Environmental Protection Agency water quality rules are contradictory and have the effect of allowing municipal dischargers in Montana an “escape clause” from compliance with state water-quality standards, ruled a U.S. federal court judge in Great Falls, Mont., on March 25.

In a lawsuit by environmental groups, Judge Brian Morris said EPA and the Montana Dept. of Environmental Quality should set a timeline for ultimate attainment of the state water-quality standard related to nutrient discharge rather than simply improving the water to a relaxed level set in a variance.

Montana in 2015 established stringent standards for phosphorus discharge and total nitrogen levels, which made it a national leader in setting numeric nutrient criteria, the ruling said. The state agency recognized that the cost to implement reverse osmosis to meet the stringent requirement was difficult for dischargers right away, so it allowed a variance, giving them up to 20 years to work toward the stiff criteria. After a three-year review, a new variance placed stronger limits on 36 municipal dischargers, but fell short of criteria in the base water-quality standard, Morris said.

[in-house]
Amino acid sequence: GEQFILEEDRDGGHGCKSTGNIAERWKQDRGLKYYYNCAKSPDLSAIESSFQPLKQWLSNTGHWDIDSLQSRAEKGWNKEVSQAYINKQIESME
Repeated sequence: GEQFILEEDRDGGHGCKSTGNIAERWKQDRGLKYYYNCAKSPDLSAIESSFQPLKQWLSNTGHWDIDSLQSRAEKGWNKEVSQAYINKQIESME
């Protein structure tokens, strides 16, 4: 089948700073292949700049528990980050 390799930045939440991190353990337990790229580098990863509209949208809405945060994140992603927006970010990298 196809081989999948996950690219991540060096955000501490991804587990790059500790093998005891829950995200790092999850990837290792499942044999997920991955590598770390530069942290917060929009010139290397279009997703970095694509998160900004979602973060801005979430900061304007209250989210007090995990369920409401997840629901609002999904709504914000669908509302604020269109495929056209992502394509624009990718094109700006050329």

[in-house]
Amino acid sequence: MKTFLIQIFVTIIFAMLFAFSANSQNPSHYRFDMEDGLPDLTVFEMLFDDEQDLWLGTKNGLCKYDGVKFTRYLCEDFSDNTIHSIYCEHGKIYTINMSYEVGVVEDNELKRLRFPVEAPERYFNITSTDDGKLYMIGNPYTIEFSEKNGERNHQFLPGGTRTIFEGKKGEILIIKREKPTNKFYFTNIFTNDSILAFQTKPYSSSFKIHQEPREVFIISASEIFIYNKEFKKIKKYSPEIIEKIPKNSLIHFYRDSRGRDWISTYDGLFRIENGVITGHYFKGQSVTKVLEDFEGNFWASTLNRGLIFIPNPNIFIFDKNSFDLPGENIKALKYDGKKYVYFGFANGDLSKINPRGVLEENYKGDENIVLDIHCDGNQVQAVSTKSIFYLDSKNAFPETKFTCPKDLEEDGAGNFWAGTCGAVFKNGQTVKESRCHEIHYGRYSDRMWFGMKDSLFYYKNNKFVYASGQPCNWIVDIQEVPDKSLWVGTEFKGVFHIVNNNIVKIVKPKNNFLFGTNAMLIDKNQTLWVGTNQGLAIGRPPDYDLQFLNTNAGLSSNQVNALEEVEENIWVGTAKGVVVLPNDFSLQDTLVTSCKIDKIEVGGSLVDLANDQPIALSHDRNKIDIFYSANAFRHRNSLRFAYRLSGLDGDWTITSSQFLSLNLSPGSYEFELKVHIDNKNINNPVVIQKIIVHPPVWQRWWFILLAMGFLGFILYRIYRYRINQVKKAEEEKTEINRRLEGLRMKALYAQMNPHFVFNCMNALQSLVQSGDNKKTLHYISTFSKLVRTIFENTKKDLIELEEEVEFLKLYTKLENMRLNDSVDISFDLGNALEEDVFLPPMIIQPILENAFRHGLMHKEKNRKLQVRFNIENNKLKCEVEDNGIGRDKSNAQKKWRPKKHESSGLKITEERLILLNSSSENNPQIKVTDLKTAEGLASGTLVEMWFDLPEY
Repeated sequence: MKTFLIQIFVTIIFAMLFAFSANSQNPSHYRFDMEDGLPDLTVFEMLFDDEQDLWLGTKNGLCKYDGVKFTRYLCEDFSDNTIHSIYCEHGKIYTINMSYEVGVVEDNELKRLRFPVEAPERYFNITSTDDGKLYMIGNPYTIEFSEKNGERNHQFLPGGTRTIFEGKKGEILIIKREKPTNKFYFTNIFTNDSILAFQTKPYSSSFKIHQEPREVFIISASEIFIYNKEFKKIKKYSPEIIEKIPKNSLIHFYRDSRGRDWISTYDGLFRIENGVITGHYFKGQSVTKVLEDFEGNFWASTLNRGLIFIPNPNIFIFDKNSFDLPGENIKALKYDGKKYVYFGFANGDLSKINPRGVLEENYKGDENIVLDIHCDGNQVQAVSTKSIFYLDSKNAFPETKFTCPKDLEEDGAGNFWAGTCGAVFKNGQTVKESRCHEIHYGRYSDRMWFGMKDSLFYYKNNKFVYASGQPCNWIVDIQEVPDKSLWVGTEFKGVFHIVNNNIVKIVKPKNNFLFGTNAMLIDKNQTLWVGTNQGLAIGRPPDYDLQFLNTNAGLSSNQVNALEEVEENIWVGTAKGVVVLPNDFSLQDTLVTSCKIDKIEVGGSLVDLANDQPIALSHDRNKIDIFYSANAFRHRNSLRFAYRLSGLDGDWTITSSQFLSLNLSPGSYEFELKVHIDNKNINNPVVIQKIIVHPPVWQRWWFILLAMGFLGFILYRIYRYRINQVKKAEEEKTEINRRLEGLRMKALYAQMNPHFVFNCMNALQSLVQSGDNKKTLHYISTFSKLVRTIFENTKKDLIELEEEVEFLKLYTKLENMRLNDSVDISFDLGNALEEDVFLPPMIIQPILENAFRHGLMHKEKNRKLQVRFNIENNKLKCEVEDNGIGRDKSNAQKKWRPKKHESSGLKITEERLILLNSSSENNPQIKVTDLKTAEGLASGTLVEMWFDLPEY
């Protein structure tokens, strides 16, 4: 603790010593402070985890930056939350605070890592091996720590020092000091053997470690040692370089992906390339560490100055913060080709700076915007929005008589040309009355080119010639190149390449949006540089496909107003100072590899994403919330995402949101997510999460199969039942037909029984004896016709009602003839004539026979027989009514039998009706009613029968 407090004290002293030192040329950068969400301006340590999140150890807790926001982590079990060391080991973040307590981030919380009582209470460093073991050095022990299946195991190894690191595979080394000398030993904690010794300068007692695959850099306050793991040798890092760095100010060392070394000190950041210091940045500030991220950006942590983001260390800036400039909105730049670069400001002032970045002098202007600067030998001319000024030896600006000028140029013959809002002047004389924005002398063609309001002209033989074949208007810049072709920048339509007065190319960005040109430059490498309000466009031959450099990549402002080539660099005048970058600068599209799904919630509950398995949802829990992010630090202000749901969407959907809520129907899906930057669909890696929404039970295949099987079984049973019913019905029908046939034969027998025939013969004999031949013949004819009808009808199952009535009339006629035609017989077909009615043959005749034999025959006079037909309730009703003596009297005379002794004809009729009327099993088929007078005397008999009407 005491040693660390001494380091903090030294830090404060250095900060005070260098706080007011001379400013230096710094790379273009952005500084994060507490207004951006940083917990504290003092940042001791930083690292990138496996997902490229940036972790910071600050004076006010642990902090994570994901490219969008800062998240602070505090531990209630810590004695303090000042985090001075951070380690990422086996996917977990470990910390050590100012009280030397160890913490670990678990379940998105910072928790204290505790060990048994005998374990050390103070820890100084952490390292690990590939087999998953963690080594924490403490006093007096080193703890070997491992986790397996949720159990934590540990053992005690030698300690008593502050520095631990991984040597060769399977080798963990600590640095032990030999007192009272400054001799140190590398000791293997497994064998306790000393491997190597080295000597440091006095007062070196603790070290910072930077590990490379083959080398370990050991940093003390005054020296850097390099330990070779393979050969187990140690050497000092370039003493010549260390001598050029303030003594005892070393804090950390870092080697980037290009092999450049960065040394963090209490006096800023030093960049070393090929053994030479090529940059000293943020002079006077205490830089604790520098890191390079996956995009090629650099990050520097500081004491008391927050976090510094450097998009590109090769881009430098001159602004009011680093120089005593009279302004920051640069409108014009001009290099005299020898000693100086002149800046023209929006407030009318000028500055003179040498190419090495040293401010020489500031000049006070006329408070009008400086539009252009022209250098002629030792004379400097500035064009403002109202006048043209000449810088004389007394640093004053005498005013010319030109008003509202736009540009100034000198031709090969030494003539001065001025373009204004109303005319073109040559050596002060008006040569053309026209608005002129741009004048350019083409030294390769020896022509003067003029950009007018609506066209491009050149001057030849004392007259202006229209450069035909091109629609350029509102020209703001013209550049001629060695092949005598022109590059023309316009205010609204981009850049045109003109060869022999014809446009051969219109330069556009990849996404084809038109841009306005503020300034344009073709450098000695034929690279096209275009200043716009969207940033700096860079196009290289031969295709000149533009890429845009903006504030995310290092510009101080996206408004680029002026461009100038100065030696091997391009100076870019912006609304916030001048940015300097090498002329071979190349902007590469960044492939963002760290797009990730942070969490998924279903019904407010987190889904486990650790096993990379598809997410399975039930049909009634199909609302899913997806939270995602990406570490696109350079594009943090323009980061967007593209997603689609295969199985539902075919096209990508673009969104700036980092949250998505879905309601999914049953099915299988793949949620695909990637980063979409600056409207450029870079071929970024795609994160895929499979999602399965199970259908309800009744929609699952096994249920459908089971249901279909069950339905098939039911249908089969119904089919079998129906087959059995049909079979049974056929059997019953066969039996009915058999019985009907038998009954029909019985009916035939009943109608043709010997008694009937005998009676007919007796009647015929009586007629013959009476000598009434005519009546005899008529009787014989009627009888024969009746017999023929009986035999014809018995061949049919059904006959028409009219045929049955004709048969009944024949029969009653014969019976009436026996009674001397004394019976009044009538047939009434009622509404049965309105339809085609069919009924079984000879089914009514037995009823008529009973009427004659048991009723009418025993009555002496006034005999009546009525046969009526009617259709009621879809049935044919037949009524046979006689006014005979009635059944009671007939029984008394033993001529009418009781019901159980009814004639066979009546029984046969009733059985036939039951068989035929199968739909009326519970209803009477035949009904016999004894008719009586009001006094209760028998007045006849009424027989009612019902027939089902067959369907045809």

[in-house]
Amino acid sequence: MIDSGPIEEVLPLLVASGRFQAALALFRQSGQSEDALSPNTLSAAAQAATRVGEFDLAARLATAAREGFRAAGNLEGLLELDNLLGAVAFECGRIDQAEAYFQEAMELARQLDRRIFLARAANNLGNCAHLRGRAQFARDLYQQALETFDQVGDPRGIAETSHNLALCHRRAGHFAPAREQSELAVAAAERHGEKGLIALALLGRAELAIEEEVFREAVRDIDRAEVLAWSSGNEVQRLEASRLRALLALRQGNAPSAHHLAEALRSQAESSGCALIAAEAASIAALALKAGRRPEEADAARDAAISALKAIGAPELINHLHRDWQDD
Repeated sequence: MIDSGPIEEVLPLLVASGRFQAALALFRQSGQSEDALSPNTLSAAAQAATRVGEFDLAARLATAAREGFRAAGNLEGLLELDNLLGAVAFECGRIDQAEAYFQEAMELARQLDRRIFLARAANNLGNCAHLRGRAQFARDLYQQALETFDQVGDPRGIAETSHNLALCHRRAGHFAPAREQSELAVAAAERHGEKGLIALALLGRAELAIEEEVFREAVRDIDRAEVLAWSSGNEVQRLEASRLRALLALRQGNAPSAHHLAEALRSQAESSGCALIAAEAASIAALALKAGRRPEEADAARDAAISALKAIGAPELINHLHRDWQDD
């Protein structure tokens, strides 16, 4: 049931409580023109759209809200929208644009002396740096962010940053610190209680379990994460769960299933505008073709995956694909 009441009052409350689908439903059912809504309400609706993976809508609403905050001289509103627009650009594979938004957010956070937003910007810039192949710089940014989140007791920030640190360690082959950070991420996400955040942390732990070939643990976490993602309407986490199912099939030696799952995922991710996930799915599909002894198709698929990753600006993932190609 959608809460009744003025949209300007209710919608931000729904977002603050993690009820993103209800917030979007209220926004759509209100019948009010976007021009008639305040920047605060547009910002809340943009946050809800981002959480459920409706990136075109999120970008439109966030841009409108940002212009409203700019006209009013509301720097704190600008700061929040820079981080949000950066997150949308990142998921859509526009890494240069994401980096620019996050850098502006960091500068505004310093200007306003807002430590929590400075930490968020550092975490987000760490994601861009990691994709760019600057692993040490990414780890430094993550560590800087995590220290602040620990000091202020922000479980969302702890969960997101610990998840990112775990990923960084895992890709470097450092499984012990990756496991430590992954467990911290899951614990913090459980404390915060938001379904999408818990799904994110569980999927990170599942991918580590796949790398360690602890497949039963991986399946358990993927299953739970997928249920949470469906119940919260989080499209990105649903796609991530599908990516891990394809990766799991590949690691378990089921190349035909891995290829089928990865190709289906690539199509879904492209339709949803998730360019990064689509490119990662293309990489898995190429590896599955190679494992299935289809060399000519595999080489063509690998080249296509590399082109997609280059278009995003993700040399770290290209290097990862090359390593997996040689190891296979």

The Upper Missouri Waterkeeper challenged the variance, claiming EPA and DEQ allowed dischargers the remaining 17 years to reach the relaxed criteria but did not require them to ever meet the state’s base standard, revealing “a fundamental flaw,” Morris said. In effect, the variance is replacing Montana’s base standard, he said.

Morris blamed EPA for the flaw. EPA regulations contradict themselves and the purposes of the federal Clean Water Act by establishing time to achieve “merely the highest attainable condition,” rather than the “highest condition” of water-quality standard criteria, the ruling said. “All the talk about slowly making progress is, as the court recognized, empty posturing,” said Waterkeeper on its website.